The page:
A lot of research is out there in regards to every detail of sports drinks even down to the flavour profile, all in an effort to encourage fluid intake during performance.
Sports drinks in Australia are sold to a strict criteria ensuring fairly uniform levels of Carbohydrate, Salt and Sugar which in the right amounts all help to maintain hydration.
The carbohydrate included helps to refuel the body and current research recommends its consumption to benefit performance in any high intensity activity lasting longer than 60 mins.
Water is better than nothing but it does not stimulate further fluid intake nor contain the necessary salts to replace those lost in sweat.
Similarly cordial and juice generally don’t contain the right mix of carbohydrates and salts and generally lead to slower stomach processing times, gastrointestinal upset and overall lower levels of hydration.
Choose something with 4-8% carbohydrate, 10-20 mmol/L sodium, reasonably priced, tastes good and in a bottle that makes consumption/storage/staying cool easy.
Most importantly, buy something you will drink.
- 6% carbs, 18mmol/L sodium
- 7.6% carbs, 12mmol/L sodium
- 6% carbs, 14mmol/L sodium
- 7.5% carbs, 14mmol/L sodium
Practical Tips – Putting it all into practice:
Consider more drinks breaks, regular interchange/substitution during trial games and shorter interval training sessions to combat the effects of higher temperatures.
Common sense should always apply and if you aren’t prepared or have concerns about the pending weather conditions talk to your coaches and club ahead of time about your options.
Restrict warm up to a minimum as it will take less time in hot weather to get the muscles warm and blood circulating.
Take the extra time available to instead “pre-cool” and “pre-hydrate” before starting to train/play with icy cold drinks, applying cool water and ice to the trunk of the body and sit in the shade preferably with a fan to promote evaporation and heat loss from the body prior to commencing the game.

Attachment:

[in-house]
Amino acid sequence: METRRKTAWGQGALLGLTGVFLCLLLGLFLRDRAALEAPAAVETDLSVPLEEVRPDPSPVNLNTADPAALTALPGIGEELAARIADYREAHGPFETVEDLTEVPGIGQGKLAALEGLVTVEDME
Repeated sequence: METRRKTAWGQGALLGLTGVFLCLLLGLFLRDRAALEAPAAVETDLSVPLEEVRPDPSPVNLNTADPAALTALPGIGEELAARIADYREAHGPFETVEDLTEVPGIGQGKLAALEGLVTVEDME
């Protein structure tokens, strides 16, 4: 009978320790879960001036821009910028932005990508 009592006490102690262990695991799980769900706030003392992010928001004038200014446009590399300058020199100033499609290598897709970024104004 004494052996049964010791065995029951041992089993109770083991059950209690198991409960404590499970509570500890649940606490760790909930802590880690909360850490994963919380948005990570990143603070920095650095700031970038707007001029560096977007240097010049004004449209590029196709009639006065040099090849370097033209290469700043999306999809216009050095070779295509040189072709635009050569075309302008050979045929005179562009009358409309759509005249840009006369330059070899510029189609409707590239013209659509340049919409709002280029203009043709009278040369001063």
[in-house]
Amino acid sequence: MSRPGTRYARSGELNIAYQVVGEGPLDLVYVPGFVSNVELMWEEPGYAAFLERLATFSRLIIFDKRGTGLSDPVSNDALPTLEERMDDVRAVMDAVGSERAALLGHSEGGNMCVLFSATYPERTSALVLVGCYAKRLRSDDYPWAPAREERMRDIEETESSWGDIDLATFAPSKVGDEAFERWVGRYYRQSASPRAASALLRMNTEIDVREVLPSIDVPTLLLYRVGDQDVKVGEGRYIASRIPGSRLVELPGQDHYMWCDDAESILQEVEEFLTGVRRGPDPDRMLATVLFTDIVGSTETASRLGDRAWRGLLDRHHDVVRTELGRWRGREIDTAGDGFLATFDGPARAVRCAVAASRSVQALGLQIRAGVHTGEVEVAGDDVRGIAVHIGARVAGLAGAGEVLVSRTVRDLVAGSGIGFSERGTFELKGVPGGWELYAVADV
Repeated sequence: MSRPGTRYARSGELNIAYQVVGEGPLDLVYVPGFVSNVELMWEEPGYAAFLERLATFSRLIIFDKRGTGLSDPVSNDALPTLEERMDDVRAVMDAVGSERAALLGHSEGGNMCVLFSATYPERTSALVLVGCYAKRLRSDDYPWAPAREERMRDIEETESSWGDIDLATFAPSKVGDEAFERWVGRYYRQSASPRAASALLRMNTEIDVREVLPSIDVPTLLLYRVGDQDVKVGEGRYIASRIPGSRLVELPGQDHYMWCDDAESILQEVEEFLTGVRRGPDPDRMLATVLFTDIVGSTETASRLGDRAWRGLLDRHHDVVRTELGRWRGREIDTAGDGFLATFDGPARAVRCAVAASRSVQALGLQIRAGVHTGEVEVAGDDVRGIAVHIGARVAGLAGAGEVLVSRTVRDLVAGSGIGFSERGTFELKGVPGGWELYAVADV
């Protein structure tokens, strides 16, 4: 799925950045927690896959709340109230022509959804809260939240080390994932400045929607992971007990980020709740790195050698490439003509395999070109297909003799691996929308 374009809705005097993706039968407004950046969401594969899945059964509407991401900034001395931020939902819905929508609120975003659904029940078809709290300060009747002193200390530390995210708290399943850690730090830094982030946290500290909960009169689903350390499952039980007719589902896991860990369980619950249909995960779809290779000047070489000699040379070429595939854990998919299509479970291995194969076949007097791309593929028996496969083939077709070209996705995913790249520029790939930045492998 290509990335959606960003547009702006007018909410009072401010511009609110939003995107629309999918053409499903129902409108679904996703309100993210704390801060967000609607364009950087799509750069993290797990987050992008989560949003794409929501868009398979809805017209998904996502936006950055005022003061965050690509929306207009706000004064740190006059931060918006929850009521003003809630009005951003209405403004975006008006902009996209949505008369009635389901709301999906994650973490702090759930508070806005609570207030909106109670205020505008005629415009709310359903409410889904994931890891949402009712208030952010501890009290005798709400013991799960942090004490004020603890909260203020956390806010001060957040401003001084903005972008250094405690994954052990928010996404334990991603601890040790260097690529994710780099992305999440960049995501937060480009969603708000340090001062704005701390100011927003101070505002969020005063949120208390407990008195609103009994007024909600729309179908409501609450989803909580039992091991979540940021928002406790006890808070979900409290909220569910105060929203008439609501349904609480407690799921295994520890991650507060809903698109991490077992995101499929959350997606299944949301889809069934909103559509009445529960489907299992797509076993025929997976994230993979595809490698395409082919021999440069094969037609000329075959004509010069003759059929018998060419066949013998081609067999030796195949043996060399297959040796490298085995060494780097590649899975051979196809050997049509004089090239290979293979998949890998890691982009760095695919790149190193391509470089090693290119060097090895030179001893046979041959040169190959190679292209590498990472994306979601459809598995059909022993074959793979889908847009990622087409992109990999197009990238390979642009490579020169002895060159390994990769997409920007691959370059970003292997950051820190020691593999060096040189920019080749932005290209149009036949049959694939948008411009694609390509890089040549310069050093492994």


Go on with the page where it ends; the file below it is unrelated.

Plan ahead of training and matches to ensure you have a cold drink available especially on field for planned drinks breaks periods.
Half filling, then freezing, the drink bottle overnight before filling the rest with cold water before heading to the game is one simple strategy you can use to have a cold drink available.
Wear a hat/cap if you prefer but remember a significant amount of heat is lost via the head and a cap gathering sweat will impede this natural radiator cooling effect so ensure that at drinks breaks and half time it is removed and “cooled” with cold water to allow the head to radiate heat as much as able.
Don’t forget sunscreen – I’m sure we’ve all felt how “hot” burnt skin feels even the next day.
Due to the damage to the skin, sweating and natural heat loss mechanisms become disrupted. Slip, slop and slap!
Wear light colours if able as these absorb less heat than dark colours (eg black) and even better, choose loose fitting clothes to promote air flow around the body over tight compression garments eg skins.
Use the time available at half time to cool your body as much as possible again and rehydrate.
Strip down and jump in the shower with cold water only, fan your body if able and apply cold water over your head and body, apply ice to the armpits, neck and groin, seek shade and cold water to rehydrate.
Avoid caffeine, alcohol and sugary drinks like coca-cola etc as these will further dehydrate you and be detrimental to your performance/recovery.
Plan ahead and pack snacks that contain water and can be frozen/cooled for an added bonus (eg watermelon, oranges, grapes, blueberries).
Preparation is key but the best way to enhance your performance in the heat is to start training earlier in summer, embrace the heat and acclimatise in a safe manner.
Summer will pass quickly and it’ll be a cold, wet, windy night in July when you’ll wish it was summer all over again.
Enjoy it whilst it lasts.
As always if you want help or advice with training or injury management please don’t hesitate to get in contact and I’ll see what we can do to help.
Author: James Cleal (Physiotherapist (APAM, BPhysio, Level 2 Sports Therapist)